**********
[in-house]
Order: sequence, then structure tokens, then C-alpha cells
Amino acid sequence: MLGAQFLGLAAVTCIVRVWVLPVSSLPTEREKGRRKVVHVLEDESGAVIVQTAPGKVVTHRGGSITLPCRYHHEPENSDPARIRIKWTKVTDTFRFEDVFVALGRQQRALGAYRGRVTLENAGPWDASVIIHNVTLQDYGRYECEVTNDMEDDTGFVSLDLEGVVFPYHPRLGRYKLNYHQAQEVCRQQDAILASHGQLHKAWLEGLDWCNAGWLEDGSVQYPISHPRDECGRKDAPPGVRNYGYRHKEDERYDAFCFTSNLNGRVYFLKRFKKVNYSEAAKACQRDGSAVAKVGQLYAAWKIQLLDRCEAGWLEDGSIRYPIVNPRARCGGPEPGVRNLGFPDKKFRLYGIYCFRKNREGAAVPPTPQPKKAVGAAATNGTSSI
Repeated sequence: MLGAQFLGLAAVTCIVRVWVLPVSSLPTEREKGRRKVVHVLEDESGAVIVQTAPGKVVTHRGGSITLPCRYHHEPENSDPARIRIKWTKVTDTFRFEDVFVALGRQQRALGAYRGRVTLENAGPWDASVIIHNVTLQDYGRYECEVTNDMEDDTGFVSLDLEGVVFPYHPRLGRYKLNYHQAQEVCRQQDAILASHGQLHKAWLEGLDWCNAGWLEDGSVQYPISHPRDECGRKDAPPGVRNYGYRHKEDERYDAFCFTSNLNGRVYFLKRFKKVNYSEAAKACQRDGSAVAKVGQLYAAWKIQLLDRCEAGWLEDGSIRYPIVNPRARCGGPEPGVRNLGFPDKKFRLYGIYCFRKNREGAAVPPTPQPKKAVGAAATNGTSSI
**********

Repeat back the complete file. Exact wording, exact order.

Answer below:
[in-house]
Order: sequence, then structure tokens, then C-alpha cells
Amino acid sequence: MLGAQFLGLAAVTCIVRVWVLPVSSLPTEREKGRRKVVHVLEDESGAVIVQTAPGKVVTHRGGSITLPCRYHHEPENSDPARIRIKWTKVTDTFRFEDVFVALGRQQRALGAYRGRVTLENAGPWDASVIIHNVTLQDYGRYECEVTNDMEDDTGFVSLDLEGVVFPYHPRLGRYKLNYHQAQEVCRQQDAILASHGQLHKAWLEGLDWCNAGWLEDGSVQYPISHPRDECGRKDAPPGVRNYGYRHKEDERYDAFCFTSNLNGRVYFLKRFKKVNYSEAAKACQRDGSAVAKVGQLYAAWKIQLLDRCEAGWLEDGSIRYPIVNPRARCGGPEPGVRNLGFPDKKFRLYGIYCFRKNREGAAVPPTPQPKKAVGAAATNGTSSI
Repeated sequence: MLGAQFLGLAAVTCIVRVWVLPVSSLPTEREKGRRKVVHVLEDESGAVIVQTAPGKVVTHRGGSITLPCRYHHEPENSDPARIRIKWTKVTDTFRFEDVFVALGRQQRALGAYRGRVTLENAGPWDASVIIHNVTLQDYGRYECEVTNDMEDDTGFVSLDLEGVVFPYHPRLGRYKLNYHQAQEVCRQQDAILASHGQLHKAWLEGLDWCNAGWLEDGSVQYPISHPRDECGRKDAPPGVRNYGYRHKEDERYDAFCFTSNLNGRVYFLKRFKKVNYSEAAKACQRDGSAVAKVGQLYAAWKIQLLDRCEAGWLEDGSIRYPIVNPRARCGGPEPGVRNLGFPDKKFRLYGIYCFRKNREGAAVPPTPQPKKAVGAAATNGTSSI